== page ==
In the five minutes of planning for this sunrise session with Gerry at Mahon Pool I typically check the following:
– Sunrise Time. I typically like being there early enough to start shooting anywhere from 45 mins to 1 hour beforehand. Personally I reckon the best time for shooting sunrise (here in Australia) is from about 60 mins to 15 mins before sunrise.
– Tide Conditions. Basically just want to know is the tide high, low, mid or whatever and is it going to be rising or falling whilst we are there.
– Cloud Estimate & anything else (e.g. rain, wind, etc). This one’s a lot more random and unpredictable :).
I’d done all that and more – looks like we’d be near high tide and predictions were for a partially cloudy and windy morning. Gerry mentions that there’s also a “dangerous surf” warning as well :). It was going to be one of those mornings.
We get there and windy and rough is right :). The water and waves were high, the pool and surrounds were drowned. No rain at least, but the wind and surf spray is pretty damn epic and annoying :).
We decided to stay well back from the water – every now and then a couple rogue waves come in. If I’d shot in the sorts of places I usually would, well the chance of being very wet damn high, possibly even dragged out to sea :(.
So unusually for me I find myself shooting seascapes with the 24-70 all morning. Instead of moving around I also find myself a relatively sheltered spot (out of the spray) and look to refine compositions rather than moving around everywhere :).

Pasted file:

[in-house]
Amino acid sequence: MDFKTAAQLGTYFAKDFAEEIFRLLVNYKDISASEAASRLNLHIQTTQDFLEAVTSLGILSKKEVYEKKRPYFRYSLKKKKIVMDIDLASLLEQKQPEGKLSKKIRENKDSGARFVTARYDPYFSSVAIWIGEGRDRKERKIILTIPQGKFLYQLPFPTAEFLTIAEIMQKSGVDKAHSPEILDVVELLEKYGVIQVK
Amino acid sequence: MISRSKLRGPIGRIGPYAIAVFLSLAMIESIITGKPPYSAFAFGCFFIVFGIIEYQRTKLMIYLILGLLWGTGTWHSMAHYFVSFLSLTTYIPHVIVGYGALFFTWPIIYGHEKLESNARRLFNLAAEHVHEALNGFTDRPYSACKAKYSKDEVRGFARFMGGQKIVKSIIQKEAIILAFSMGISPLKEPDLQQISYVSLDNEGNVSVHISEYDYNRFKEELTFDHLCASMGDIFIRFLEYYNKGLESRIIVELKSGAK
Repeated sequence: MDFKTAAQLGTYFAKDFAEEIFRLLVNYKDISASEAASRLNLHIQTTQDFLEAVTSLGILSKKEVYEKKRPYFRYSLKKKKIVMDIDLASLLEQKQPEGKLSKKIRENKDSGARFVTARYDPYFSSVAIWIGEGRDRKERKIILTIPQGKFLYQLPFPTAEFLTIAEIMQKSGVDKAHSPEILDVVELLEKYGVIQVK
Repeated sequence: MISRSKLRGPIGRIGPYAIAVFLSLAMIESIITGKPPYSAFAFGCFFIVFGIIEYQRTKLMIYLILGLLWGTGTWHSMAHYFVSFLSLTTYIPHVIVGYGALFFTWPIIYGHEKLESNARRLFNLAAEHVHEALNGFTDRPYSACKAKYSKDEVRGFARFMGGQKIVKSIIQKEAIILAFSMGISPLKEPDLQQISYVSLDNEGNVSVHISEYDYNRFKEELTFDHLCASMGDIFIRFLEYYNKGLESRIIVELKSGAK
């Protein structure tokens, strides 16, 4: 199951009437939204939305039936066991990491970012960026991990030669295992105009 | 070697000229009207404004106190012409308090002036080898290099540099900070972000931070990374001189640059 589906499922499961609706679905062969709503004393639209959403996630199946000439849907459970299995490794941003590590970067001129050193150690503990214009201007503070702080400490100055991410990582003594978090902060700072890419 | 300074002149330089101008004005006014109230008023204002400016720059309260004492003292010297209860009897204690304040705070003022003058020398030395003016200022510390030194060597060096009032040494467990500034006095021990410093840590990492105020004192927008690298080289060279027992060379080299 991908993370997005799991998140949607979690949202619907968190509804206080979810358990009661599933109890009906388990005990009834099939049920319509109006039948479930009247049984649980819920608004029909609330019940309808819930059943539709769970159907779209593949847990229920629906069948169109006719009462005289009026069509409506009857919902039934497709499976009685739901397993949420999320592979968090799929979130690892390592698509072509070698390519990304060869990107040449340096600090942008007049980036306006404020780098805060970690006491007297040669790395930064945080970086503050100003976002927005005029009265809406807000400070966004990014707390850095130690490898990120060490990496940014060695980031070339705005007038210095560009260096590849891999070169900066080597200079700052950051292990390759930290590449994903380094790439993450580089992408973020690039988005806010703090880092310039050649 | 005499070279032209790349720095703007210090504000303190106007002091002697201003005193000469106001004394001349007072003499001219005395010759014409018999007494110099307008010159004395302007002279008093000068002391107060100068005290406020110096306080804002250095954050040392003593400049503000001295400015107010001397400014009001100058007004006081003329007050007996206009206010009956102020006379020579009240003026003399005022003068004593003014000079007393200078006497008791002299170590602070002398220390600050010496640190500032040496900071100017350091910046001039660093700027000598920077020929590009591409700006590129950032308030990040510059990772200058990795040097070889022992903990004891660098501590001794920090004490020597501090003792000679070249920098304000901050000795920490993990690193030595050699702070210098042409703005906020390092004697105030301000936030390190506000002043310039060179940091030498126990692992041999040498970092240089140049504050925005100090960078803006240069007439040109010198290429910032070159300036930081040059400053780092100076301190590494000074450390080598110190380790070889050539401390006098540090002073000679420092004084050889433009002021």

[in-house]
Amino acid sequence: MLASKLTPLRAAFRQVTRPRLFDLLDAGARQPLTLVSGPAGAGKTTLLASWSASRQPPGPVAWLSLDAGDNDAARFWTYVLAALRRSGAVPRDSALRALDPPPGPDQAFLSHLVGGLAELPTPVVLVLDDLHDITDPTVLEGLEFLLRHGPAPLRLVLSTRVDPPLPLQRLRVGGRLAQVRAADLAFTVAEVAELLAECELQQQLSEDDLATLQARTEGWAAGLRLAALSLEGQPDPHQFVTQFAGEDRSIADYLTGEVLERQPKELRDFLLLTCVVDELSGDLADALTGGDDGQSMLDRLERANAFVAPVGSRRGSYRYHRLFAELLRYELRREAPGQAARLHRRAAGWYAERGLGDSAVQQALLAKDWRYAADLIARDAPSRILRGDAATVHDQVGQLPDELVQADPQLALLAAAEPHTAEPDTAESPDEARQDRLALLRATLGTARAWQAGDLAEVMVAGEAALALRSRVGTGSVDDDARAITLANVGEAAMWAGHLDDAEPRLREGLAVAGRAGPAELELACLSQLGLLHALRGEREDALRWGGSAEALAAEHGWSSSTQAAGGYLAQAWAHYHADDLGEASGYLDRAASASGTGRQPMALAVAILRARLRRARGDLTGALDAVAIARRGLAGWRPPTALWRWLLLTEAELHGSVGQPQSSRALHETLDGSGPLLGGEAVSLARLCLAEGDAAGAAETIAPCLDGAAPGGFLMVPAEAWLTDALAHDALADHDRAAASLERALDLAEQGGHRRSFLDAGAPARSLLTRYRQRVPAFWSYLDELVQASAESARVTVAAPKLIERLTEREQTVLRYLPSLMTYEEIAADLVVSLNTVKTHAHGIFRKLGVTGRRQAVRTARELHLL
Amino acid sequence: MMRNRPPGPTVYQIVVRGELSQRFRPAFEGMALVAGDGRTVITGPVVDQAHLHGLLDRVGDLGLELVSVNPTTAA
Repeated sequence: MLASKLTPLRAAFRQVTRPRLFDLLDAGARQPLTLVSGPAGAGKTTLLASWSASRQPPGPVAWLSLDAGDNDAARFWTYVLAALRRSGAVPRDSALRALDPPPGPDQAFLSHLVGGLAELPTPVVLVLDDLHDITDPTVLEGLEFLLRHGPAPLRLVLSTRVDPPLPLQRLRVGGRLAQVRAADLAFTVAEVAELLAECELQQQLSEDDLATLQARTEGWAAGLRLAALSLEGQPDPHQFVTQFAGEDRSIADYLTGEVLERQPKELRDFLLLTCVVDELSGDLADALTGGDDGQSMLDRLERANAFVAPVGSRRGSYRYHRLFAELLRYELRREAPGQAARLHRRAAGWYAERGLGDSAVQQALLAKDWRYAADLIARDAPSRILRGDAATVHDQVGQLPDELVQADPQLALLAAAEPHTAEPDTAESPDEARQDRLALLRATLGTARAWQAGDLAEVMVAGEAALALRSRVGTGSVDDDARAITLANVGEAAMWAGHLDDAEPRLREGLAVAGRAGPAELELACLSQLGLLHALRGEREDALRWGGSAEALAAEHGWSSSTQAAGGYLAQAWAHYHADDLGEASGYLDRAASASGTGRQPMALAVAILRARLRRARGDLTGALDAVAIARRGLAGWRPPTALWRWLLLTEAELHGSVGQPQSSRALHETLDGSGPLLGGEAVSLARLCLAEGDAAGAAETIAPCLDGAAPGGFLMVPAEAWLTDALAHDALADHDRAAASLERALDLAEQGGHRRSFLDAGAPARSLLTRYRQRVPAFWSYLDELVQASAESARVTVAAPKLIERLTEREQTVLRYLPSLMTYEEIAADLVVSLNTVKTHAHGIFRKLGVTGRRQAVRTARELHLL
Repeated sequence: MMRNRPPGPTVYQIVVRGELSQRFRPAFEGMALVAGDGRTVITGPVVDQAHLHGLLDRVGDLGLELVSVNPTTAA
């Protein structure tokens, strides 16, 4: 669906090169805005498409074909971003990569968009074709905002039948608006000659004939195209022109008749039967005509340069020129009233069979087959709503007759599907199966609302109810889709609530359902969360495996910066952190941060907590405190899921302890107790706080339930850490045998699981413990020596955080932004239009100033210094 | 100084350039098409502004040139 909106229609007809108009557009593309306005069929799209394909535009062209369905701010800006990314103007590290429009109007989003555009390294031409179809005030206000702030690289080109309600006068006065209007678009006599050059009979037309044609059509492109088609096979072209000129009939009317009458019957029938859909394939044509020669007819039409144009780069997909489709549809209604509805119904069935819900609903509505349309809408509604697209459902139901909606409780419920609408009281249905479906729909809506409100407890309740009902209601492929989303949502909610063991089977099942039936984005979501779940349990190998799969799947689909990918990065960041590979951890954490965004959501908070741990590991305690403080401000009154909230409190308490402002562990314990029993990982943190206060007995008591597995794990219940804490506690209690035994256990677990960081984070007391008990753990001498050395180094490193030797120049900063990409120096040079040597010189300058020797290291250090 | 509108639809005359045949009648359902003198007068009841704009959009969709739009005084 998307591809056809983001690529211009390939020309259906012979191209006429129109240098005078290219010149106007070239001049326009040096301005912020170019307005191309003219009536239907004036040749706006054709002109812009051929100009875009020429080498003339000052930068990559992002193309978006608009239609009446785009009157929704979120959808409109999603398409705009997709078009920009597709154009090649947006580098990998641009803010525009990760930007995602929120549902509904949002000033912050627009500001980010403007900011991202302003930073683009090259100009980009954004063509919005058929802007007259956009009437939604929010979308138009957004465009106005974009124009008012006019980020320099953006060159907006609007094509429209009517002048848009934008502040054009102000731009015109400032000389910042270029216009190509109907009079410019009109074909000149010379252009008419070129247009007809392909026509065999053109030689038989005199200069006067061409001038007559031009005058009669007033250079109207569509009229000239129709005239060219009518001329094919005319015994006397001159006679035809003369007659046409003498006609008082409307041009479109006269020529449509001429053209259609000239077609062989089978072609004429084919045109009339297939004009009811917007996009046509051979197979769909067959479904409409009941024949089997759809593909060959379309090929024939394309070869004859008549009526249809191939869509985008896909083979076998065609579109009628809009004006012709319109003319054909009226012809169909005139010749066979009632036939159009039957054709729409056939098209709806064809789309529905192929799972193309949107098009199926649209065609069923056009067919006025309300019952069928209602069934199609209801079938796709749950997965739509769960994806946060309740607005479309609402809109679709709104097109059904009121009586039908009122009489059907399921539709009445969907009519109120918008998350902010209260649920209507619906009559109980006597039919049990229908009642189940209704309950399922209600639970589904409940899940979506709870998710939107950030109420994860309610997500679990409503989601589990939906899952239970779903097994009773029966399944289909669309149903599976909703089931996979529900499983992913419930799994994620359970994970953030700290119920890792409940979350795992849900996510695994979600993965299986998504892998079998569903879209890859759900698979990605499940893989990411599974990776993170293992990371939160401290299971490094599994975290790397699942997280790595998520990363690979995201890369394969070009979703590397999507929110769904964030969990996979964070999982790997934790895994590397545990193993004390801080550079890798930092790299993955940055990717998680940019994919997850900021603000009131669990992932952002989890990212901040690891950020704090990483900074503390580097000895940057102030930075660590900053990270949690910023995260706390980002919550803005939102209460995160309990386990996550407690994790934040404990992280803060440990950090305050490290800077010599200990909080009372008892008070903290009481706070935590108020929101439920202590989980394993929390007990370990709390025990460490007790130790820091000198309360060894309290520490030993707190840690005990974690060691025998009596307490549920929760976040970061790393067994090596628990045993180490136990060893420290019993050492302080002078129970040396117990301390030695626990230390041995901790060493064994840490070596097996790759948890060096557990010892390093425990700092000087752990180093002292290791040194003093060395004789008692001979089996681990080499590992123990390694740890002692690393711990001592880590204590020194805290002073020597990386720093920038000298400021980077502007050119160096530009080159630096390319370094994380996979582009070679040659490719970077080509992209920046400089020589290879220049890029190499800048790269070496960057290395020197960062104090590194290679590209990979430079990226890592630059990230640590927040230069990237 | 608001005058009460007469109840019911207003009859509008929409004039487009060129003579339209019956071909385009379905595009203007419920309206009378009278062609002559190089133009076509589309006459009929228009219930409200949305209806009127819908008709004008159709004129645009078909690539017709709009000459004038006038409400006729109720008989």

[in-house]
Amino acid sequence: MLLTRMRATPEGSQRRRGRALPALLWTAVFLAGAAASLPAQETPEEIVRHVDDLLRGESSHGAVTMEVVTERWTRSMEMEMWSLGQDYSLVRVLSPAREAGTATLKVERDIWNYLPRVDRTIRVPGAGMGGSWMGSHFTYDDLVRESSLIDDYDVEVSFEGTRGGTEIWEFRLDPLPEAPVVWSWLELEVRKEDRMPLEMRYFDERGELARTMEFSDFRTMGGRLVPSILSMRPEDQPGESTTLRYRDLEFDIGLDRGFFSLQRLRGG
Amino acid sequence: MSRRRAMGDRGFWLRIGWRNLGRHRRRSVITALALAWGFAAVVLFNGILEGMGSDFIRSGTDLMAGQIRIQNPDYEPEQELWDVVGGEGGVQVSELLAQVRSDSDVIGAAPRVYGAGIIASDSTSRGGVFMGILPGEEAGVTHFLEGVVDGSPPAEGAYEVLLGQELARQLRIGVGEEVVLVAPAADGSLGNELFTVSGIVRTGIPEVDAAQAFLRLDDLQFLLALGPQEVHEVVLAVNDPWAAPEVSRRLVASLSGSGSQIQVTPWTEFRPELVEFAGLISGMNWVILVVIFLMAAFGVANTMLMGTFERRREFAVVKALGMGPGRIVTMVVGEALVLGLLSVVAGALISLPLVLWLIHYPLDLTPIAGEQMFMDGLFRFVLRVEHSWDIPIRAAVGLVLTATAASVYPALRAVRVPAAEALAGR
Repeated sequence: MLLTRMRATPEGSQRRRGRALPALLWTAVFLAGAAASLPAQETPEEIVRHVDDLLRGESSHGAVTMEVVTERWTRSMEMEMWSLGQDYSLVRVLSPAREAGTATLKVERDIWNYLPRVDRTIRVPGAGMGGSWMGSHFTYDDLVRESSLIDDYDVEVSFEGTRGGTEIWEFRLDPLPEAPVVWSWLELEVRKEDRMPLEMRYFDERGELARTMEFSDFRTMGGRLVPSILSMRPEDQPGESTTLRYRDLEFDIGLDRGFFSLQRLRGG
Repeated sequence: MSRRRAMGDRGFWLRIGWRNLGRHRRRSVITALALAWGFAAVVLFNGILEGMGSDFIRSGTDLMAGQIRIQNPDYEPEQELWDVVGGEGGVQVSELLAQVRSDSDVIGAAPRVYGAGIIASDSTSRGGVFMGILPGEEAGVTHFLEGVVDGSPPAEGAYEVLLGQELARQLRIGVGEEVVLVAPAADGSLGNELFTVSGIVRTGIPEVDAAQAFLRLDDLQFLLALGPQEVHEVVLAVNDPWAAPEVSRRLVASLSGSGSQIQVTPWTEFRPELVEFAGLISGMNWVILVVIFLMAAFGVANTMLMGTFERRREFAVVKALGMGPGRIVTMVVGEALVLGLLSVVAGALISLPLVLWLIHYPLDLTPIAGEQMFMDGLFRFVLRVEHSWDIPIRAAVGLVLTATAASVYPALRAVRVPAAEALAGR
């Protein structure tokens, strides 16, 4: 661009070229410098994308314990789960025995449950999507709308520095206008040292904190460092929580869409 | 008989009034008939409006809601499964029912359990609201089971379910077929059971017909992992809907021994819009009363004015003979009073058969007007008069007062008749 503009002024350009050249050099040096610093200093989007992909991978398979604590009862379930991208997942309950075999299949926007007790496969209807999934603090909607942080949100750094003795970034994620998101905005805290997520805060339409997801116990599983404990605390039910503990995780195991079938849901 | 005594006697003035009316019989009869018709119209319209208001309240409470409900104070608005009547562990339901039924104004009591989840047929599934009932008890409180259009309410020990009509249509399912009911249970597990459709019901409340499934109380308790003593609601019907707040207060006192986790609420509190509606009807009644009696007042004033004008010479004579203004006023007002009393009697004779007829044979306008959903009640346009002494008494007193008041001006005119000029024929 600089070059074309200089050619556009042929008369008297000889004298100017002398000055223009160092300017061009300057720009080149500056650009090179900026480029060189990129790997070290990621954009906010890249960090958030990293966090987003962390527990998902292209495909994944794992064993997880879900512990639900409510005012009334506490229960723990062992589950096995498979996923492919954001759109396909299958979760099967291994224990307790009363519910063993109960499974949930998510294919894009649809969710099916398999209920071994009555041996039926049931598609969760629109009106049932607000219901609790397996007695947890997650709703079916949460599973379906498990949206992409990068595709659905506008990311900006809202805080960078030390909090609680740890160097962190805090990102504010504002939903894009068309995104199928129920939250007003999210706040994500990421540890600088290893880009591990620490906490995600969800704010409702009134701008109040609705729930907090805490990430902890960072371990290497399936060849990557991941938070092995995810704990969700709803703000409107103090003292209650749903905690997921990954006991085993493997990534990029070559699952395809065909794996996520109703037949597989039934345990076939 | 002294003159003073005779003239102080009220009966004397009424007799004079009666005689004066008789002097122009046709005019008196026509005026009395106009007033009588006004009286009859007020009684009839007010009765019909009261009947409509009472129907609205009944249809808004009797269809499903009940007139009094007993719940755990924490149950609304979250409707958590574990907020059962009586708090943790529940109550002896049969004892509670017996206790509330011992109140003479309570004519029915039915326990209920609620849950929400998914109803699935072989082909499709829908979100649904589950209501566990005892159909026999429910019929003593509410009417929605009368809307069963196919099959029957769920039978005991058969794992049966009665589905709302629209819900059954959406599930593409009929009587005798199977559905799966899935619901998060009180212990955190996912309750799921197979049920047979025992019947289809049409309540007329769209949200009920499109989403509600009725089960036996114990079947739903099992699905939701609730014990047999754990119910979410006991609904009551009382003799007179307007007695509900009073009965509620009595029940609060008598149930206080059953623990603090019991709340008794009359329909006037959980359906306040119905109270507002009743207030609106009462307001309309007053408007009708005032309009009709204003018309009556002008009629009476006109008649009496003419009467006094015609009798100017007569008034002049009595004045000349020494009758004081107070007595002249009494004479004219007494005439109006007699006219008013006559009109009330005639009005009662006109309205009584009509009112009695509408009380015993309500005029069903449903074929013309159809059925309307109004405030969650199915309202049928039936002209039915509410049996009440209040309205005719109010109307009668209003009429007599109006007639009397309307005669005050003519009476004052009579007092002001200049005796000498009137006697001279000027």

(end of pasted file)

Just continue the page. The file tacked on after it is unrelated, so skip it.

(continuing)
Flashes of Red
Amazingly pretty much right on sunrise we started getting some nice colour in the sky. The best was early on but it did hang around for about ten minutes after sunrise. I’d settled on a composition (I was interested in this zig zag of man made lines set against the mystery of nature).
I first looked for some imagery with nice movement and texture to the water. With these types of images it’s a fine balance of shutter speed (not too short and not too long) that is half of the key. The other is all timing (when to expose) – where is the water going to be moving during the exposure. When I felt I had something in the can, I added the 6 Stop Lee LittleStopper to the mix to drag out the exposures to minutes instead. Let the surf turn to mist and let it all flow away…
Turned out to be a very nice morning after all.